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Netflix on Tuesday unveiled its first weekly report, intended to improve transparency by ranking its most popular shows and movies based on the number of hours each is viewed on the streaming service.

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The data, accessible at, breaks out the streaming provider’s top 10 movies and shows worldwide by English and non-English titles and number of hours viewed, the Los Angeles Times reported.

Netflix previously measured a program’s viewership based on the number of subscribers who watch at least two minutes of it, “an approach that critics felt was too low a bar to measure the popularity of a program,” The Wall Street Journal reported.

In a blog post, Pablo Perez De Rosso, the company’s vice president of content strategy, planning and analysis, called the new tracking website an “important step forward for Netflix, the creators we work with and our members.”

“People want to understand what success means in a streaming world, and these lists offer the clearest answer to that question in our industry,” he added.

According to the Times, the most-watched Netflix show worldwide in its first 28 days was “Squid Game.” The Korean-language thriller easily topped the non-English TV list with 1.6 billion viewing hours. By contrast, the Regency-era romance “Bridgerton” topped the English-language TV list with 625 million viewing hours in its first 28 days.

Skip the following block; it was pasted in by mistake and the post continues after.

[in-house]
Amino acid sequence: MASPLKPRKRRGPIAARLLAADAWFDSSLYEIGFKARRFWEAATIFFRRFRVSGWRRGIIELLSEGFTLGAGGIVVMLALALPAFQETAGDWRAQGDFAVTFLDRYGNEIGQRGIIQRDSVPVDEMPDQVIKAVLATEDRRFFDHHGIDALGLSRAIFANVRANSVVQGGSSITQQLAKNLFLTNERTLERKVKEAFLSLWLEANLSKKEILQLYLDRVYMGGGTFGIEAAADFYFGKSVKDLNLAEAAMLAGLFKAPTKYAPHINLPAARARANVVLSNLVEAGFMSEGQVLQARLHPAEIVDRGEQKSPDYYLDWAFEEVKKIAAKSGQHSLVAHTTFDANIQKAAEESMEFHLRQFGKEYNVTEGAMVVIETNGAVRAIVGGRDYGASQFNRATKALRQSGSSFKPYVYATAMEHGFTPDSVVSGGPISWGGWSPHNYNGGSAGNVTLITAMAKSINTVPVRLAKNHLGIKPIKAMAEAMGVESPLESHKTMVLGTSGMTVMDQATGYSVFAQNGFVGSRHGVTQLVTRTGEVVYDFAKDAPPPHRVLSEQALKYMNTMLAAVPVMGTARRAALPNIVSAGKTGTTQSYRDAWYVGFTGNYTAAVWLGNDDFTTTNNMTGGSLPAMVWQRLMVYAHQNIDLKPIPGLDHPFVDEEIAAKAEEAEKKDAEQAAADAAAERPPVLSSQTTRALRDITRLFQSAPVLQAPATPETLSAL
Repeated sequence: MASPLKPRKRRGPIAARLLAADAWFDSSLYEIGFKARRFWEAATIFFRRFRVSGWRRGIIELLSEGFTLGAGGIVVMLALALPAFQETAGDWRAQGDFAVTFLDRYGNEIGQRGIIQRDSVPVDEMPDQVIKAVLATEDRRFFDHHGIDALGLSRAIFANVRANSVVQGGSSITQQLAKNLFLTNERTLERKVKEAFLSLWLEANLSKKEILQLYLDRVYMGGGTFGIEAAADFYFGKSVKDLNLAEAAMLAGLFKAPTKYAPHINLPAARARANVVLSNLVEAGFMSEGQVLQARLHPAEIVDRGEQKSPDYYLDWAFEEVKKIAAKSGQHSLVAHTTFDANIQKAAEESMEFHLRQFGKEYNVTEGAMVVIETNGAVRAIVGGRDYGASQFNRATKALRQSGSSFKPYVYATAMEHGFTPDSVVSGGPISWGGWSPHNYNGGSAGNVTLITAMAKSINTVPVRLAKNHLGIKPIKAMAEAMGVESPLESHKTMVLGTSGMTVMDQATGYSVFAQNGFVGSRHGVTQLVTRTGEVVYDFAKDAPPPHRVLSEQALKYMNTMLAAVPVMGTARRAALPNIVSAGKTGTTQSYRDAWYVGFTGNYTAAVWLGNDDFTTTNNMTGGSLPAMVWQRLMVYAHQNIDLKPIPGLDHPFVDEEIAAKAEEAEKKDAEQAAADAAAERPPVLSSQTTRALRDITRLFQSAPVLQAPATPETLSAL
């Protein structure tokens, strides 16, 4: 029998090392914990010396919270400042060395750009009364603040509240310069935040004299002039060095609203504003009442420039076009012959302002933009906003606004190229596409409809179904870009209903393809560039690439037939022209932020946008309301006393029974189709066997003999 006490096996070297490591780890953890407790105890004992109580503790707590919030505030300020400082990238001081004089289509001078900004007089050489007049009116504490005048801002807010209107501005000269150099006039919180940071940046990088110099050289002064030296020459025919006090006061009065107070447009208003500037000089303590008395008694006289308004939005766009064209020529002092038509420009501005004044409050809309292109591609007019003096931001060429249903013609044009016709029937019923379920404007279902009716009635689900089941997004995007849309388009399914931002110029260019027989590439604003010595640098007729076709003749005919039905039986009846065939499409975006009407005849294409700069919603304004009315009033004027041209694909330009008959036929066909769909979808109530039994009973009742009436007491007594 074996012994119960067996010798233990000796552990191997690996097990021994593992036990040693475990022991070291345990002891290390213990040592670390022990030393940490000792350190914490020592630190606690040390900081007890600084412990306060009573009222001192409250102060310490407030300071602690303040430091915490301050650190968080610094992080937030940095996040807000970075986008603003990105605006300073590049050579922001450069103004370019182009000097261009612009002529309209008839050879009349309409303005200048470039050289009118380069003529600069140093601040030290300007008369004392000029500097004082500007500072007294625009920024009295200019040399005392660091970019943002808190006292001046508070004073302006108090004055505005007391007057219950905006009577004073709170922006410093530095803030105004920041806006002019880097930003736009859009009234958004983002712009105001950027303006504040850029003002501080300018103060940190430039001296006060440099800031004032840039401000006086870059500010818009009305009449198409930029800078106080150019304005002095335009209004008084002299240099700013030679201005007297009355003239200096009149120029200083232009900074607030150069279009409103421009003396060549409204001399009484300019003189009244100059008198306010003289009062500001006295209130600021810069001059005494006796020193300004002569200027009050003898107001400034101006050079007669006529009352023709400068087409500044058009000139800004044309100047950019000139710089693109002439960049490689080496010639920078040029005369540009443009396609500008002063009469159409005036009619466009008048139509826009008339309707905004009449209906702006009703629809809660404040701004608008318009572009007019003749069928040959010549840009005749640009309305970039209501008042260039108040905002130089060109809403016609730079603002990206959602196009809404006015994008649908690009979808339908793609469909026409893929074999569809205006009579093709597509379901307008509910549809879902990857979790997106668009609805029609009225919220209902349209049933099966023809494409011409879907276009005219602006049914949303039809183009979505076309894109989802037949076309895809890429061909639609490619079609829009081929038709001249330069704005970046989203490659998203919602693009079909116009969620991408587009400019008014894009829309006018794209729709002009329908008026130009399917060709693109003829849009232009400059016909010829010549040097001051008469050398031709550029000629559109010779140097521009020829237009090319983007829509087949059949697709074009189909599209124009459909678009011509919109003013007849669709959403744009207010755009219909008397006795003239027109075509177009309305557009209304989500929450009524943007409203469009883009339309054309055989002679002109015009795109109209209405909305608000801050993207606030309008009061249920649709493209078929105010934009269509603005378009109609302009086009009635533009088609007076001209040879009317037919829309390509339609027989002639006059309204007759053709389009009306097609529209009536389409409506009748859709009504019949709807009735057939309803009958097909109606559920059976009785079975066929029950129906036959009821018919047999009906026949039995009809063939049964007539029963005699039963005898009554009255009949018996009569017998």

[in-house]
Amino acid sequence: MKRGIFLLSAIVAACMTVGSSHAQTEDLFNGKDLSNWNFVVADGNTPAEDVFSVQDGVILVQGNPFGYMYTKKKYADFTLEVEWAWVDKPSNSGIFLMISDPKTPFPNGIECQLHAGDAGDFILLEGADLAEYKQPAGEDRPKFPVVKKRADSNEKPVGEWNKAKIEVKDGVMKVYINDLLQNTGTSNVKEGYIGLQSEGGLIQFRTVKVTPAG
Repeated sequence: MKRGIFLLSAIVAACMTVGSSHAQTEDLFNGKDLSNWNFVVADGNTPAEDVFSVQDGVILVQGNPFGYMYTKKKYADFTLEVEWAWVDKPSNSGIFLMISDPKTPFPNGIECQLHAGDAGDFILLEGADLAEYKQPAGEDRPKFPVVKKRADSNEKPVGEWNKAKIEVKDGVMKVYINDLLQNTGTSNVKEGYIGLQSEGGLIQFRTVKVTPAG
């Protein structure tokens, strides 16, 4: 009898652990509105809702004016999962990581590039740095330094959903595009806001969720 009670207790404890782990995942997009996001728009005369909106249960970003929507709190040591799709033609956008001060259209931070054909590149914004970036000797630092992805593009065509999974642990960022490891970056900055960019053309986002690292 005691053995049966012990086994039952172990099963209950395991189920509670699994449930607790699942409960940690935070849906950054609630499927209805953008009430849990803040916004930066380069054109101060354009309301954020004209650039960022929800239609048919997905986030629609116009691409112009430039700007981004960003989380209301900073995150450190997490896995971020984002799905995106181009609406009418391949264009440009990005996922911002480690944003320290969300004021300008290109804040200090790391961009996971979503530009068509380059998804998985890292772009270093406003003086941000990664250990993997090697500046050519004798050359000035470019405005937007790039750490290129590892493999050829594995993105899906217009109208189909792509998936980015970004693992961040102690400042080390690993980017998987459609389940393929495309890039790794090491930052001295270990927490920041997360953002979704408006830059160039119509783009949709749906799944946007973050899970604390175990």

According to Netflix’s inaugural lists, “Squid Game” continued its non-English reign the week of Nov. 8 to 14 with 42.79 million viewing hours, followed by Season 1 of the Korean-language romance series “The King’s Affection.” Season 3 of “Narcos: Mexico” topped the premier English-language list with 50.29 million viewing hours

Meanwhile, “Red Notice,” starring Dwayne Johnson and Gal Gadot, topped the English-language film list for last week with 148.7 million viewing hours, followed by romantic comedy “Love Hard” with 58.56 million hours watched.

Netflix will also show top 10 lists for movies and films that are geographic specific to more than 90 countries, but will not show hours viewed for country-specific lists, the Times reported.

The viewership overhaul is in direct response to criticism that the streaming service is not transparent enough with customers, investors or even its own producers in terms of providing viewership data, the Journal reported.

“Nonsense. BS. Cherry Picked. Unaudited. We’ve had a lot of feedback about our metrics over the years. So this summer, we went back to the drawing board,” Perez De Rosso wrote in his blog post.